5 "Shall We Dance?"
Movie magic was made when Richard Gere showed up at Susan Sarandon's workplace wearing a tux and carrying a rose. All you have to do is watch the reactions of the women around her to understand how poignant and powerful that scene is. Women like it when men make a public display of their affection. It helps if you look like Richard Gere in a tux, but even if you don't, clean up, don a suit and show up at her workplace so you can sweep her off her feet and make her the envy of all her co-workers. It's a guarantee you'll be in there like swimwear if you just put forth that itty-bitty effort.
4 "When Harry Met Sally"
Yeah, women fake it. Deal with it.
3 "Sleeping With the Enemy"
Wikimedia CommonsJulia Roberts
is a battered woman who goes to great lengths to escape her abusive husband, but you don't have to be an abuser to learn the lesson here. In the scene where Patrick Bergin is making love to her and the camera closes in on her haunted, fearful eyes, the audience sees she is submitting to something she doesn't want to do. It's when the camera pulls back and the look on Roberts' face changes to one of a seductress as she looks at her husband that the audience understands the pain she's in and how she can't show her true feelings for fear she will anger him. Powerful stuff. Watch for that scene, and in that moment you will learn more about women than you want to know.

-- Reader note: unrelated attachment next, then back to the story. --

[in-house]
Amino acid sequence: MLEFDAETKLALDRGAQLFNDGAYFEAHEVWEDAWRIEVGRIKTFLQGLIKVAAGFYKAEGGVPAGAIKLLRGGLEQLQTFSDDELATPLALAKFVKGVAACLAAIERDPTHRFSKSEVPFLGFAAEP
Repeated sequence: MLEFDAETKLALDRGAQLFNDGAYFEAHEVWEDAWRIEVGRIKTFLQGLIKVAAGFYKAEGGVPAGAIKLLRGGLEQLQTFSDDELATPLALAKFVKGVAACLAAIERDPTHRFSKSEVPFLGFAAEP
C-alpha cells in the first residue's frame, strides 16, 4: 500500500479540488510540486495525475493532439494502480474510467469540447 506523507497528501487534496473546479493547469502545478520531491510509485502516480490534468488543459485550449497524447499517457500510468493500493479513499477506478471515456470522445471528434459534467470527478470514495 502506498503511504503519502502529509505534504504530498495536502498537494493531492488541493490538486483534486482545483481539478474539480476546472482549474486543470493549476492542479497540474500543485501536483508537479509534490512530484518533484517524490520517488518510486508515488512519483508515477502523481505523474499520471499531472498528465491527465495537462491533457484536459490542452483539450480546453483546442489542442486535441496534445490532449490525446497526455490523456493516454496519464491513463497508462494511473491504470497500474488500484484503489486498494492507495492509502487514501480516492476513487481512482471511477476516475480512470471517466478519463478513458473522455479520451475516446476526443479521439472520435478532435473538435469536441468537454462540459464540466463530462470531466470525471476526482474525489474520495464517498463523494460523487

2 "Bridges of Madison County"
Wikimedia CommonsMeryl Streep
was a lonely wife in a lonely life in a lonely world. When a handsome photographer (played by Clint Eastwood) blows into town while her husband and kids are out of town, the Earth moves under her feet. She talks about taking a hot bath while drinking a cold beer as if it were the most magical thing in the world. Women everywhere identify with Francesca as she envies the stranger's exciting life, the life she, as a girl, hoped she would have. But alas she's tied to a family and a home. It's not so much that she resented the husband and the home, it's more like "What if?" Indeed.
1 "Thelma and Louise"
When Thelma turned to Louise and uttered the words "something's crossed over in me and I just can't go back," women everywhere—especially those who've been treated badly—sent up a silent cheer. They got it. When you taste that freedom after years of subjugation, you can't go back. Later, Thelma told a cop at whom she was pointing a gun that her husband wasn't sweet to her and "look how I turned out." And what was that business with the smarmy trucker's tongue? Guys! Listen up! Women don't like it when you make vulgar gestures with your tongue, treat them like property or ignore them altogether. Brad Pitt knew that. He gave Thelma the first "big O" she ever had, before screwing it all up and stealing her money. He shoulda quit while he was ahead.
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